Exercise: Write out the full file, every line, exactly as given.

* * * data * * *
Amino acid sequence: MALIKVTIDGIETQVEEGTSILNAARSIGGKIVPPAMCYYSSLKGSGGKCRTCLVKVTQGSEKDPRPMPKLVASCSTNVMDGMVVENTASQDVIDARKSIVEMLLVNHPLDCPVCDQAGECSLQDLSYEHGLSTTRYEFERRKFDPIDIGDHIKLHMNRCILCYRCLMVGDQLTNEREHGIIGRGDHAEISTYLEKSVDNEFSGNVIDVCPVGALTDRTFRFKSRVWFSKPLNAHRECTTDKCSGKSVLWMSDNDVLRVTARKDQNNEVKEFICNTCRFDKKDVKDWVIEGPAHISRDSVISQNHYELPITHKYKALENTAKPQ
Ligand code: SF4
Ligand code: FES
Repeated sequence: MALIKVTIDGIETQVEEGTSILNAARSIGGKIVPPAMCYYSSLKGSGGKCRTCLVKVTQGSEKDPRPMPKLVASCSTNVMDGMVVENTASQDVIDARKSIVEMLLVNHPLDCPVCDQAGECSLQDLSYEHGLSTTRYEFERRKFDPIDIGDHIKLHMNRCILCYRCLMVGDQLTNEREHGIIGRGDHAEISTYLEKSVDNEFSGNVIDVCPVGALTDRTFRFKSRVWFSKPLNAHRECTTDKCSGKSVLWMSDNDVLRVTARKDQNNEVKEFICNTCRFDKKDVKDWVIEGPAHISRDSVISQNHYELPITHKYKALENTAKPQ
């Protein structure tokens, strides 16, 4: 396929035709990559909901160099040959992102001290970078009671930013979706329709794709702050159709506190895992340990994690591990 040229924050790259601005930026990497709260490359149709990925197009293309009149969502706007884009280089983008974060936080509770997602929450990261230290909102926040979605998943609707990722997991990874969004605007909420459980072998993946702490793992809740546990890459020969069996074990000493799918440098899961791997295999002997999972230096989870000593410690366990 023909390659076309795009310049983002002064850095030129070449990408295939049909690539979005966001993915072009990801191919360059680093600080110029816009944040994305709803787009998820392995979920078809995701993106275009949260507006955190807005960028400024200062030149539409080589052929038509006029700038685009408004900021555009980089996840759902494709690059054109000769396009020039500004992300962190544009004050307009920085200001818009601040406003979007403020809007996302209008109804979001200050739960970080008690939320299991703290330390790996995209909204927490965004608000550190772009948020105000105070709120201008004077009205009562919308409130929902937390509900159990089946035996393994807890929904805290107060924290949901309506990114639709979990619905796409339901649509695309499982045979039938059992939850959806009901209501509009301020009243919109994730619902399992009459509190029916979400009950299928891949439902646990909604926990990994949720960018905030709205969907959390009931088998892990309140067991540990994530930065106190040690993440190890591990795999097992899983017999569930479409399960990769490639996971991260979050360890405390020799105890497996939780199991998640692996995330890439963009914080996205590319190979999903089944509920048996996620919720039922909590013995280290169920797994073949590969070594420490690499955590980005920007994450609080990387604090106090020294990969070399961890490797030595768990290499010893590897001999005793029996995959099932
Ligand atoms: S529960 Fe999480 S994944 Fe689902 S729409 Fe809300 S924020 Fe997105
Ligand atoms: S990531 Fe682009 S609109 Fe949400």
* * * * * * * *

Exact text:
Amino acid sequence: MALIKVTIDGIETQVEEGTSILNAARSIGGKIVPPAMCYYSSLKGSGGKCRTCLVKVTQGSEKDPRPMPKLVASCSTNVMDGMVVENTASQDVIDARKSIVEMLLVNHPLDCPVCDQAGECSLQDLSYEHGLSTTRYEFERRKFDPIDIGDHIKLHMNRCILCYRCLMVGDQLTNEREHGIIGRGDHAEISTYLEKSVDNEFSGNVIDVCPVGALTDRTFRFKSRVWFSKPLNAHRECTTDKCSGKSVLWMSDNDVLRVTARKDQNNEVKEFICNTCRFDKKDVKDWVIEGPAHISRDSVISQNHYELPITHKYKALENTAKPQ
Ligand code: SF4
Ligand code: FES
Repeated sequence: MALIKVTIDGIETQVEEGTSILNAARSIGGKIVPPAMCYYSSLKGSGGKCRTCLVKVTQGSEKDPRPMPKLVASCSTNVMDGMVVENTASQDVIDARKSIVEMLLVNHPLDCPVCDQAGECSLQDLSYEHGLSTTRYEFERRKFDPIDIGDHIKLHMNRCILCYRCLMVGDQLTNEREHGIIGRGDHAEISTYLEKSVDNEFSGNVIDVCPVGALTDRTFRFKSRVWFSKPLNAHRECTTDKCSGKSVLWMSDNDVLRVTARKDQNNEVKEFICNTCRFDKKDVKDWVIEGPAHISRDSVISQNHYELPITHKYKALENTAKPQ
């Protein structure tokens, strides 16, 4: 396929035709990559909901160099040959992102001290970078009671930013979706329709794709702050159709506190895992340990994690591990 040229924050790259601005930026990497709260490359149709990925197009293309009149969502706007884009280089983008974060936080509770997602929450990261230290909102926040979605998943609707990722997991990874969004605007909420459980072998993946702490793992809740546990890459020969069996074990000493799918440098899961791997295999002997999972230096989870000593410690366990 023909390659076309795009310049983002002064850095030129070449990408295939049909690539979005966001993915072009990801191919360059680093600080110029816009944040994305709803787009998820392995979920078809995701993106275009949260507006955190807005960028400024200062030149539409080589052929038509006029700038685009408004900021555009980089996840759902494709690059054109000769396009020039500004992300962190544009004050307009920085200001818009601040406003979007403020809007996302209008109804979001200050739960970080008690939320299991703290330390790996995209909204927490965004608000550190772009948020105000105070709120201008004077009205009562919308409130929902937390509900159990089946035996393994807890929904805290107060924290949901309506990114639709979990619905796409339901649509695309499982045979039938059992939850959806009901209501509009301020009243919109994730619902399992009459509190029916979400009950299928891949439902646990909604926990990994949720960018905030709205969907959390009931088998892990309140067991540990994530930065106190040690993440190890591990795999097992899983017999569930479409399960990769490639996971991260979050360890405390020799105890497996939780199991998640692996995330890439963009914080996205590319190979999903089944509920048996996620919720039922909590013995280290169920797994073949590969070594420490690499955590980005920007994450609080990387604090106090020294990969070399961890490797030595768990290499010893590897001999005793029996995959099932
Ligand atoms: S529960 Fe999480 S994944 Fe689902 S729409 Fe809300 S924020 Fe997105
Ligand atoms: S990531 Fe682009 S609109 Fe949400």